Wednesday, May 20, 2009

Of skinny dogs and flowering trees ...

Back in Monterey, the lady who cut my hair was a real animal activist – every year she scheduled her vacation at the same time as the Salinas Rodeo, so she could go out there and picket for the entire run of the rodeo.

She had stories – one day she told me about how she’d been driving in Carmel and spotted a man walking a seriously skinny dog. She stopped the car, jumped out and ran over to him.

“How can you mistreat your dog that way?” she shouted. “Can’t you feed him? How would you like to be starved like he is? I don’t know how people like you can live with yourselves when you’re so cruel to your pet! What’s your name? I’m going to call the SPCA!”

As you might assume, by this time people were gawking. Even so, the man calmly let her rant and rave for awhile, then smiled and gave the dog a pat. “Lady, this dog is a prize-winning Whippet. He’s not starving. This is just the way Whippets look.”


Yesterday I was wondering if I’d just done the same thing about a tree that’s in my yard.

When I moved into this house almost a year ago, most of the full-grown trees – lemon, pomegranate, date, olive, Cyprus and a few others I couldn’t identify – looked seriously neglected. Lack of water was clearly part of the problem, so even within the drought-level water use restrictions, I began saving every drop of water I could from the shower, from washing vegetables, rinsing dishes and even emptying the dogs water dish when they needed fresh water.

Every drop I could collect I poured unto the pomegranate and lemon tree, thinking they needed it the most. The date and olive tree seem to be very old and look healthy by comparison. The Cyprus is over 30’ tall, and must have learned to survive on its own long ago.

I also watered a tree I couldn’t – and still can’t – identify, even though it looked as though it was probably beyond saving. It’s a weird thing – it’s maybe 10’ tall, with a very slender -- 1.5” -- central trunk, with branches coming out at regular intervals. The odd thing, though, was that each branch was virtually bare of leaves until the very end, where there was a heavy cluster of dark green shiny leaves at the tip.

The tree responded to the water very slowly, hardly noticeable at first. But by mid-winter, I thought I could see that the leaves were beginning to grow a little bit better, moving ever so slightly up the branch toward the center of the tree. Still, it’s a pretty odd looking tree – not especially attractive because it still looks like it’s half-dead.

You can imagine how surprised I was, a few days ago, when I happened to walk by a house about three blocks away, with a very neat and obviously well cared for yard. There was a tree identical to my problem tree -- which also has leaves only at the tip of each branch. Wow – is that just the way the thing is supposed to look?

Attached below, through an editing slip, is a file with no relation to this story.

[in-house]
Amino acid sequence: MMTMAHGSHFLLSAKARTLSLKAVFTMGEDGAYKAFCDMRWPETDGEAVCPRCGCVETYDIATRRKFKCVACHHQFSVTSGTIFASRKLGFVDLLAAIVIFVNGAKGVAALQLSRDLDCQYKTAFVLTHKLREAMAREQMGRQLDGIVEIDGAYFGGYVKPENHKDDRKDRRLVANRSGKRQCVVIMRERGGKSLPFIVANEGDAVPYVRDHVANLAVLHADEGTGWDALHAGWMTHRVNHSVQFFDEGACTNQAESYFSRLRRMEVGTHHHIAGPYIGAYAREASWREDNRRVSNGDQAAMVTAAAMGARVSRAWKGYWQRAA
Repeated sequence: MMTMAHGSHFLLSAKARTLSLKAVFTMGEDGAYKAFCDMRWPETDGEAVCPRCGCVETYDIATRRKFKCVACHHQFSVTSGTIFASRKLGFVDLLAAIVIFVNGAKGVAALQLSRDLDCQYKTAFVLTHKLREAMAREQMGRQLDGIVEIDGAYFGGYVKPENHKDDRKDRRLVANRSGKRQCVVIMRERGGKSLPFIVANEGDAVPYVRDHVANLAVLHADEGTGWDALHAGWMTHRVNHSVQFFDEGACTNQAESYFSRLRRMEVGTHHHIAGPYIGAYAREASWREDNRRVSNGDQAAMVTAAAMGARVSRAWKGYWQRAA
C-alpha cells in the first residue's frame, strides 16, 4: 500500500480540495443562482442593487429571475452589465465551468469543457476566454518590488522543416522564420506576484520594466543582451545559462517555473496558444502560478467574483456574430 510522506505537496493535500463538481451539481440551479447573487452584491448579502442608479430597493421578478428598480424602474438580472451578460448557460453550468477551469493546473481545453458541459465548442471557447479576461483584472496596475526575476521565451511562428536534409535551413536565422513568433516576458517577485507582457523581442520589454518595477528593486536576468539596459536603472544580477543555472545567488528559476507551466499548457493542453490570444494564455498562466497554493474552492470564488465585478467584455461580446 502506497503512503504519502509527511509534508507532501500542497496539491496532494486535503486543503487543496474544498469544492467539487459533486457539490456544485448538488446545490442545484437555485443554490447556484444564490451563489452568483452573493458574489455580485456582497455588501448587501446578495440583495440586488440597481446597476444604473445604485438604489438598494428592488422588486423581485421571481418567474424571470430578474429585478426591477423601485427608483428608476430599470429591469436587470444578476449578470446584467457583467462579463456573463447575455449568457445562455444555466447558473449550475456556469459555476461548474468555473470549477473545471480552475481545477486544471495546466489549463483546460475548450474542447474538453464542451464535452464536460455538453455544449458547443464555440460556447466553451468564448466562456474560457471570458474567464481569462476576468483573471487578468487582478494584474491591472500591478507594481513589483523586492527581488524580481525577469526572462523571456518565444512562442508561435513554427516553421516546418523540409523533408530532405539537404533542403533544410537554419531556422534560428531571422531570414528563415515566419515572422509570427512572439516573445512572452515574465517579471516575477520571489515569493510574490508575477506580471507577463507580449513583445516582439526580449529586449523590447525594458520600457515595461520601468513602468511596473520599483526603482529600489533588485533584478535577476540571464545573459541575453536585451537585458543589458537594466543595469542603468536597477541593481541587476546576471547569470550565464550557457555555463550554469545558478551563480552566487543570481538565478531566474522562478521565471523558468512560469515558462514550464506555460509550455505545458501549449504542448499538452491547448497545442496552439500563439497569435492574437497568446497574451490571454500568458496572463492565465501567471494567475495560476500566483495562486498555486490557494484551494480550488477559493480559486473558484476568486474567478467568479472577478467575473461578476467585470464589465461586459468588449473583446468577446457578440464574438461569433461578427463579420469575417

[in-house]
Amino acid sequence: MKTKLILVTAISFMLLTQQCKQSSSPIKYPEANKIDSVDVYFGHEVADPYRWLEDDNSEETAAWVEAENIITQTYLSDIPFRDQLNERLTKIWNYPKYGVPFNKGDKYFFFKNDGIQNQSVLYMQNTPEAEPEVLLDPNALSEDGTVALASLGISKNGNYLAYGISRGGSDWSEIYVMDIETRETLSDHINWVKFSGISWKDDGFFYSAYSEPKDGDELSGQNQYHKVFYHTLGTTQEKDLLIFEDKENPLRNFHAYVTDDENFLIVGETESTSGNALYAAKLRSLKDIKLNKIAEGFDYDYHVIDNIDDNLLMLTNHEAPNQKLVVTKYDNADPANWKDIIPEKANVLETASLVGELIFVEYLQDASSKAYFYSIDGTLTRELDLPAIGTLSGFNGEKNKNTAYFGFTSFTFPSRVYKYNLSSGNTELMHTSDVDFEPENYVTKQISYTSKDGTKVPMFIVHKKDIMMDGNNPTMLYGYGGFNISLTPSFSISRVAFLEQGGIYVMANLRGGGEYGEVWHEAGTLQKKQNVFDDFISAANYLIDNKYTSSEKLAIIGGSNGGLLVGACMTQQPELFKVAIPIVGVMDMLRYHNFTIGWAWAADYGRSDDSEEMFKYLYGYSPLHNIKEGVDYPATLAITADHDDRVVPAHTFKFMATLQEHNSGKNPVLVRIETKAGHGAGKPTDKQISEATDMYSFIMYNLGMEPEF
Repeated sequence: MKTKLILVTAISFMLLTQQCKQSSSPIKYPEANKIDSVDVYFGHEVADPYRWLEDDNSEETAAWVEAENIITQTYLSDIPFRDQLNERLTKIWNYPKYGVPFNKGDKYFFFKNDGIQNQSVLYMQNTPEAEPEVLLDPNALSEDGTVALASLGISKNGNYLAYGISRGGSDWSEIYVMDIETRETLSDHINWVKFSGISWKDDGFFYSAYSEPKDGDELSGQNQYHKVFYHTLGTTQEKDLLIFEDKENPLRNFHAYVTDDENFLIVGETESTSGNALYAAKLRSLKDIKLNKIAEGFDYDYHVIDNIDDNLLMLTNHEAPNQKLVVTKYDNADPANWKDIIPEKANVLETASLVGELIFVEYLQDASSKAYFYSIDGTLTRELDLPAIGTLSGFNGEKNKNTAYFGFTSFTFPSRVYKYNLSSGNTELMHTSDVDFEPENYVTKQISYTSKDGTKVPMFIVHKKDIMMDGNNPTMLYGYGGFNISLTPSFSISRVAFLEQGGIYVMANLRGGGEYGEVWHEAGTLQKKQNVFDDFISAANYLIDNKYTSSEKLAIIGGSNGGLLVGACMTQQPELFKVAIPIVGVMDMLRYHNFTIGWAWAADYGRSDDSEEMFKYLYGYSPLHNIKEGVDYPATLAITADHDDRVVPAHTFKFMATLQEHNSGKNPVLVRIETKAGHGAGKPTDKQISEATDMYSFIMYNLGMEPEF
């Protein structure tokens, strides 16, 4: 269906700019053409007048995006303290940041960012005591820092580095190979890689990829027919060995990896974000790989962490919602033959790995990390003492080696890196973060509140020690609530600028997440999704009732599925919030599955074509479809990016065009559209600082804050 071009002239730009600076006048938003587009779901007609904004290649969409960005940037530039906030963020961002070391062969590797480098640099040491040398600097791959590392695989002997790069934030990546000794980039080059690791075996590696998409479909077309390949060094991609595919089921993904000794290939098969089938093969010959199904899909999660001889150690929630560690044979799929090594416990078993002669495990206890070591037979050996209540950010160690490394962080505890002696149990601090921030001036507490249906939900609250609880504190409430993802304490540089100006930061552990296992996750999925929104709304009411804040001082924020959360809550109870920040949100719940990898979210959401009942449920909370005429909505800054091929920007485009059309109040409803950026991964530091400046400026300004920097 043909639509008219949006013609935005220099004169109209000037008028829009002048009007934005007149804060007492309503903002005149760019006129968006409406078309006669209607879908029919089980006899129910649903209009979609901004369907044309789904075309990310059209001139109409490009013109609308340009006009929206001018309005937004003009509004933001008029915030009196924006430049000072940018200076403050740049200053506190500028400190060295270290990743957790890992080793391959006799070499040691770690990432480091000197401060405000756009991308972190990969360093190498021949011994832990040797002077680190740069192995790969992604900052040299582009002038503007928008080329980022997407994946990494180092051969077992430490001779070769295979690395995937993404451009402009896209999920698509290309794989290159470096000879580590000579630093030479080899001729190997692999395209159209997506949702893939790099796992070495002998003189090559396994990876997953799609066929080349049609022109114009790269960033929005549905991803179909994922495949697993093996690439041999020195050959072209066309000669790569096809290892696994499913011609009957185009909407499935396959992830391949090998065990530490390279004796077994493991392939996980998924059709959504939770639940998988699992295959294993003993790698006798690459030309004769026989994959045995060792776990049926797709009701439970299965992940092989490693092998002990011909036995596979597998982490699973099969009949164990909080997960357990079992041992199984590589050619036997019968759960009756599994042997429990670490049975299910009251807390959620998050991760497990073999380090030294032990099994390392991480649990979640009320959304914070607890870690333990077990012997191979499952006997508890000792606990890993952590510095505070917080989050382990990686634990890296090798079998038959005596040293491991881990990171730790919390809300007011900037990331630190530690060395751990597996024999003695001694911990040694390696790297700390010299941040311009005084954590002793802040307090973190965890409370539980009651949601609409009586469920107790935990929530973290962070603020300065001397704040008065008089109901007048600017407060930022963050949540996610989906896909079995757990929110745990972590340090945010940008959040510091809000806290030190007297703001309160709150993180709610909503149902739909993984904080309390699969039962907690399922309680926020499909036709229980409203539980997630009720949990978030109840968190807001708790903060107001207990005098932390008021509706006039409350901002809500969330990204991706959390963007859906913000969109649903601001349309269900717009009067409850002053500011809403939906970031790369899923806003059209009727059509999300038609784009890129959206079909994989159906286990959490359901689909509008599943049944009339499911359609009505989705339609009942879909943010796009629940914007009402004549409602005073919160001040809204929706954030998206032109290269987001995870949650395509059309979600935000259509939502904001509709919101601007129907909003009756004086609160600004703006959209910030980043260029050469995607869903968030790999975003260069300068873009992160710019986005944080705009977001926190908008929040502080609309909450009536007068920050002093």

Another surprise came yesterday, I was out in the yard and happened to see the tree from another side – there was a glorious bright yellow flower! I couldn’t quite believe it – a flower? As I looked closer, I could see lots more buds – dozens of them – even though the tree looks as though it’s barely surviving. Apparently the flowers last only a day before turning dark and crumpling. Yesterday’s flower is gone – but this morning, many more had opened.

Maybe someone out there can tell me more about this tree. Aaron, are you out there? (Aaron is Beersheba’s wise man – whatever the question is, Aaron either knows the answer or knows where to find it. Maybe he’ll come through this time, too.)

Then – just because the pomegranate tree is doing so wonderfully – lots and lots of bright red flowers, each of which looks as though it’s turning into a teensy pomegranate. Here’s a picture of one of the flowers.

Of all of them, the pomegranate tree is the biggest success -- last fall, there were only two pieces of fruit, and one of which was small and malformed. Maybe this year, there’ll be more.

And the lemon tree? It’s still in trouble. It had only a half-dozen flowers, and now the leaves are curling. I think pests are the problem, not just lack of water. I see only two incipient lemons. Maybe someone has some suggestions for that one, too.


  1. What pretty flowers - and what interesting leaves, whatever that tree is. For sure, we don't have them in Minnesota.

  2. The flowers are gorgeous -- and today, there's a dark red one, too, a carmine color, right at the top!

    I still think they look funny on this weird looking tree....

  3. Tell me when you figure out how to get a lemon tree to do what it is supposed to. Ours still has nothing. I think you were right though, we have to get another one!

    Pretty flowers! Just beautiful! :D